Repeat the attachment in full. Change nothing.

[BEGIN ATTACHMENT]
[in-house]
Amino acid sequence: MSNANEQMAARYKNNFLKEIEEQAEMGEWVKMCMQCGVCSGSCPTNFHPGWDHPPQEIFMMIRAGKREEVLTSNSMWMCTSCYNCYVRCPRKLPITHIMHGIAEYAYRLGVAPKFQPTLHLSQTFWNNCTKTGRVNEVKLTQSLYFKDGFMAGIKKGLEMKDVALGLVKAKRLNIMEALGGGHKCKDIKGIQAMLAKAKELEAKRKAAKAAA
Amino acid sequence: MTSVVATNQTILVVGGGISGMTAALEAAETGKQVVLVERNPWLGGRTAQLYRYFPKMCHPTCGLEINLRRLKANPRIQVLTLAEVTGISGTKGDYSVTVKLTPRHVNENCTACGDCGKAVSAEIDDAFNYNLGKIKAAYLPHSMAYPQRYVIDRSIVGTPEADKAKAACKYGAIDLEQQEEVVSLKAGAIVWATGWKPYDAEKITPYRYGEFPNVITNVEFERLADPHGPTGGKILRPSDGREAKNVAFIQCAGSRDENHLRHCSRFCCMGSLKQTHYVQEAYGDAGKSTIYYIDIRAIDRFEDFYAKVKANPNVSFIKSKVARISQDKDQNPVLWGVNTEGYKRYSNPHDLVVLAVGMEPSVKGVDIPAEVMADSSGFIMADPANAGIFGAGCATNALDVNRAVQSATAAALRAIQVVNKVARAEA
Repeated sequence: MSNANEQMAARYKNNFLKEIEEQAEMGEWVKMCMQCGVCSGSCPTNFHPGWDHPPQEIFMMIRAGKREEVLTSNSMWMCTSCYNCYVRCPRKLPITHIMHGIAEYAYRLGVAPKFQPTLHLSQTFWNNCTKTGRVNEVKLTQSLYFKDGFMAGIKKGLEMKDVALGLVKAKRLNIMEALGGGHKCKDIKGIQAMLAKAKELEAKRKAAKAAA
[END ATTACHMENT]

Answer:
[in-house]
Amino acid sequence: MSNANEQMAARYKNNFLKEIEEQAEMGEWVKMCMQCGVCSGSCPTNFHPGWDHPPQEIFMMIRAGKREEVLTSNSMWMCTSCYNCYVRCPRKLPITHIMHGIAEYAYRLGVAPKFQPTLHLSQTFWNNCTKTGRVNEVKLTQSLYFKDGFMAGIKKGLEMKDVALGLVKAKRLNIMEALGGGHKCKDIKGIQAMLAKAKELEAKRKAAKAAA
Amino acid sequence: MTSVVATNQTILVVGGGISGMTAALEAAETGKQVVLVERNPWLGGRTAQLYRYFPKMCHPTCGLEINLRRLKANPRIQVLTLAEVTGISGTKGDYSVTVKLTPRHVNENCTACGDCGKAVSAEIDDAFNYNLGKIKAAYLPHSMAYPQRYVIDRSIVGTPEADKAKAACKYGAIDLEQQEEVVSLKAGAIVWATGWKPYDAEKITPYRYGEFPNVITNVEFERLADPHGPTGGKILRPSDGREAKNVAFIQCAGSRDENHLRHCSRFCCMGSLKQTHYVQEAYGDAGKSTIYYIDIRAIDRFEDFYAKVKANPNVSFIKSKVARISQDKDQNPVLWGVNTEGYKRYSNPHDLVVLAVGMEPSVKGVDIPAEVMADSSGFIMADPANAGIFGAGCATNALDVNRAVQSATAAALRAIQVVNKVARAEA
Repeated sequence: MSNANEQMAARYKNNFLKEIEEQAEMGEWVKMCMQCGVCSGSCPTNFHPGWDHPPQEIFMMIRAGKREEVLTSNSMWMCTSCYNCYVRCPRKLPITHIMHGIAEYAYRLGVAPKFQPTLHLSQTFWNNCTKTGRVNEVKLTQSLYFKDGFMAGIKKGLEMKDVALGLVKAKRLNIMEALGGGHKCKDIKGIQAMLAKAKELEAKRKAAKAAA